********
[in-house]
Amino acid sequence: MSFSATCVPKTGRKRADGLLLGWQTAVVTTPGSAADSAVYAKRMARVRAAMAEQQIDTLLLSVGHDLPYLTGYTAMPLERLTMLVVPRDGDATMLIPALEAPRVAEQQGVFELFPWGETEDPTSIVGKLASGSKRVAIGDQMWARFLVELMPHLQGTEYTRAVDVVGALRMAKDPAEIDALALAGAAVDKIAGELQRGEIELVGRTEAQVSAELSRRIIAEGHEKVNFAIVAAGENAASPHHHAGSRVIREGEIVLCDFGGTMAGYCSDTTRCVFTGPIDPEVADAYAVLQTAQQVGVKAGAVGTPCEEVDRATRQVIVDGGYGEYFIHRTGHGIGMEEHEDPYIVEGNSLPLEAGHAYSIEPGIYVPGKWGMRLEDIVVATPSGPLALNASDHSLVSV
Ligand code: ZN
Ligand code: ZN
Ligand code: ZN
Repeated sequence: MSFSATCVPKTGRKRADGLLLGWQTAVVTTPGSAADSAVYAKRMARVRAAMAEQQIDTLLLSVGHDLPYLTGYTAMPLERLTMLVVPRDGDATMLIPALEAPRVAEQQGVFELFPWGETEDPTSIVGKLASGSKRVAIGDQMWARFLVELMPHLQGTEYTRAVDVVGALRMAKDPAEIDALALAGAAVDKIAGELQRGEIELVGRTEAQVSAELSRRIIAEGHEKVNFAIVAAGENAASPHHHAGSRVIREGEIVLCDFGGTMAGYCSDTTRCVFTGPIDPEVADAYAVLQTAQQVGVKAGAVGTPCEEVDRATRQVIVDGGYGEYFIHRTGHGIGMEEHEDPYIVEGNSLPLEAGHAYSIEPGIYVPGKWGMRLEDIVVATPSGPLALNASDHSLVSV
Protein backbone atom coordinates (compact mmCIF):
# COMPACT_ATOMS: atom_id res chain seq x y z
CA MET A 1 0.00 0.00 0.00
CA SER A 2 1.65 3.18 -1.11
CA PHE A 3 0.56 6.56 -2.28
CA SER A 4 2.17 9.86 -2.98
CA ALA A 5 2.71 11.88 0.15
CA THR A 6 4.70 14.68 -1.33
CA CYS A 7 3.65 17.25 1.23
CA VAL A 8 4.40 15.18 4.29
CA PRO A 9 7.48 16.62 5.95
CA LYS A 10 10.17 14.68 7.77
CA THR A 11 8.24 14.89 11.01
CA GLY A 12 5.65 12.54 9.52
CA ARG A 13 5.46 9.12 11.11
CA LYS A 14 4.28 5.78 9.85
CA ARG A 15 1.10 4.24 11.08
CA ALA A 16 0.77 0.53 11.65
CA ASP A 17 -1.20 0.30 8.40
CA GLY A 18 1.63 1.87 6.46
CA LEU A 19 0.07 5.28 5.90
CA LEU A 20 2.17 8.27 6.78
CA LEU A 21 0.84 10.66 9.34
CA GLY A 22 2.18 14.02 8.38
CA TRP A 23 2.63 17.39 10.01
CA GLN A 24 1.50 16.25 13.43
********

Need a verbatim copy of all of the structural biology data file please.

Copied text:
[in-house]
Amino acid sequence: MSFSATCVPKTGRKRADGLLLGWQTAVVTTPGSAADSAVYAKRMARVRAAMAEQQIDTLLLSVGHDLPYLTGYTAMPLERLTMLVVPRDGDATMLIPALEAPRVAEQQGVFELFPWGETEDPTSIVGKLASGSKRVAIGDQMWARFLVELMPHLQGTEYTRAVDVVGALRMAKDPAEIDALALAGAAVDKIAGELQRGEIELVGRTEAQVSAELSRRIIAEGHEKVNFAIVAAGENAASPHHHAGSRVIREGEIVLCDFGGTMAGYCSDTTRCVFTGPIDPEVADAYAVLQTAQQVGVKAGAVGTPCEEVDRATRQVIVDGGYGEYFIHRTGHGIGMEEHEDPYIVEGNSLPLEAGHAYSIEPGIYVPGKWGMRLEDIVVATPSGPLALNASDHSLVSV
Ligand code: ZN
Ligand code: ZN
Ligand code: ZN
Repeated sequence: MSFSATCVPKTGRKRADGLLLGWQTAVVTTPGSAADSAVYAKRMARVRAAMAEQQIDTLLLSVGHDLPYLTGYTAMPLERLTMLVVPRDGDATMLIPALEAPRVAEQQGVFELFPWGETEDPTSIVGKLASGSKRVAIGDQMWARFLVELMPHLQGTEYTRAVDVVGALRMAKDPAEIDALALAGAAVDKIAGELQRGEIELVGRTEAQVSAELSRRIIAEGHEKVNFAIVAAGENAASPHHHAGSRVIREGEIVLCDFGGTMAGYCSDTTRCVFTGPIDPEVADAYAVLQTAQQVGVKAGAVGTPCEEVDRATRQVIVDGGYGEYFIHRTGHGIGMEEHEDPYIVEGNSLPLEAGHAYSIEPGIYVPGKWGMRLEDIVVATPSGPLALNASDHSLVSV
Protein backbone atom coordinates (compact mmCIF):
# COMPACT_ATOMS: atom_id res chain seq x y z
CA MET A 1 0.00 0.00 0.00
CA SER A 2 1.65 3.18 -1.11
CA PHE A 3 0.56 6.56 -2.28
CA SER A 4 2.17 9.86 -2.98
CA ALA A 5 2.71 11.88 0.15
CA THR A 6 4.70 14.68 -1.33
CA CYS A 7 3.65 17.25 1.23
CA VAL A 8 4.40 15.18 4.29
CA PRO A 9 7.48 16.62 5.95
CA LYS A 10 10.17 14.68 7.77
CA THR A 11 8.24 14.89 11.01
CA GLY A 12 5.65 12.54 9.52
CA ARG A 13 5.46 9.12 11.11
CA LYS A 14 4.28 5.78 9.85
CA ARG A 15 1.10 4.24 11.08
CA ALA A 16 0.77 0.53 11.65
CA ASP A 17 -1.20 0.30 8.40
CA GLY A 18 1.63 1.87 6.46
CA LEU A 19 0.07 5.28 5.90
CA LEU A 20 2.17 8.27 6.78
CA LEU A 21 0.84 10.66 9.34
CA GLY A 22 2.18 14.02 8.38
CA TRP A 23 2.63 17.39 10.01
CA GLN A 24 1.50 16.25 13.43